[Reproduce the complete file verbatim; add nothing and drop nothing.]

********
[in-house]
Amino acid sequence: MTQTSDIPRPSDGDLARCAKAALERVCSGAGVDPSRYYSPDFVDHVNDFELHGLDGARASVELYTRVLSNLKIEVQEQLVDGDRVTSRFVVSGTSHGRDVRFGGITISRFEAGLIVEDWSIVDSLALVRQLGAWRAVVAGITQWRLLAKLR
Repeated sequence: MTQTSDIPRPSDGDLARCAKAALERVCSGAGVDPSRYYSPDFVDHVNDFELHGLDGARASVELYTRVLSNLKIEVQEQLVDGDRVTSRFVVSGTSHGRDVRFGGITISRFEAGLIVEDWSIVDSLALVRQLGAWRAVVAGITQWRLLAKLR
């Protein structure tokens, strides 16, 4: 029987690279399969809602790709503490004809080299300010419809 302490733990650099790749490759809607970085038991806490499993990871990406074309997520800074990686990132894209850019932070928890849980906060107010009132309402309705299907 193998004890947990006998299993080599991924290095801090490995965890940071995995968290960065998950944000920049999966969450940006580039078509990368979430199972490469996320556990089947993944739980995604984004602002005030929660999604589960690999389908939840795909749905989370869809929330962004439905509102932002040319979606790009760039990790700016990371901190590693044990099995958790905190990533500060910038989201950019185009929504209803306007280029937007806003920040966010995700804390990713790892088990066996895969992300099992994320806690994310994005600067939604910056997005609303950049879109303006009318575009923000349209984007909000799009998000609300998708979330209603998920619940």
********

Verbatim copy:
[in-house]
Amino acid sequence: MTQTSDIPRPSDGDLARCAKAALERVCSGAGVDPSRYYSPDFVDHVNDFELHGLDGARASVELYTRVLSNLKIEVQEQLVDGDRVTSRFVVSGTSHGRDVRFGGITISRFEAGLIVEDWSIVDSLALVRQLGAWRAVVAGITQWRLLAKLR
Repeated sequence: MTQTSDIPRPSDGDLARCAKAALERVCSGAGVDPSRYYSPDFVDHVNDFELHGLDGARASVELYTRVLSNLKIEVQEQLVDGDRVTSRFVVSGTSHGRDVRFGGITISRFEAGLIVEDWSIVDSLALVRQLGAWRAVVAGITQWRLLAKLR
């Protein structure tokens, strides 16, 4: 029987690279399969809602790709503490004809080299300010419809 302490733990650099790749490759809607970085038991806490499993990871990406074309997520800074990686990132894209850019932070928890849980906060107010009132309402309705299907 193998004890947990006998299993080599991924290095801090490995965890940071995995968290960065998950944000920049999966969450940006580039078509990368979430199972490469996320556990089947993944739980995604984004602002005030929660999604589960690999389908939840795909749905989370869809929330962004439905509102932002040319979606790009760039990790700016990371901190590693044990099995958790905190990533500060910038989201950019185009929504209803306007280029937007806003920040966010995700804390990713790892088990066996895969992300099992994320806690994310994005600067939604910056997005609303950049879109303006009318575009923000349209984007909000799009998000609300998708979330209603998920619940």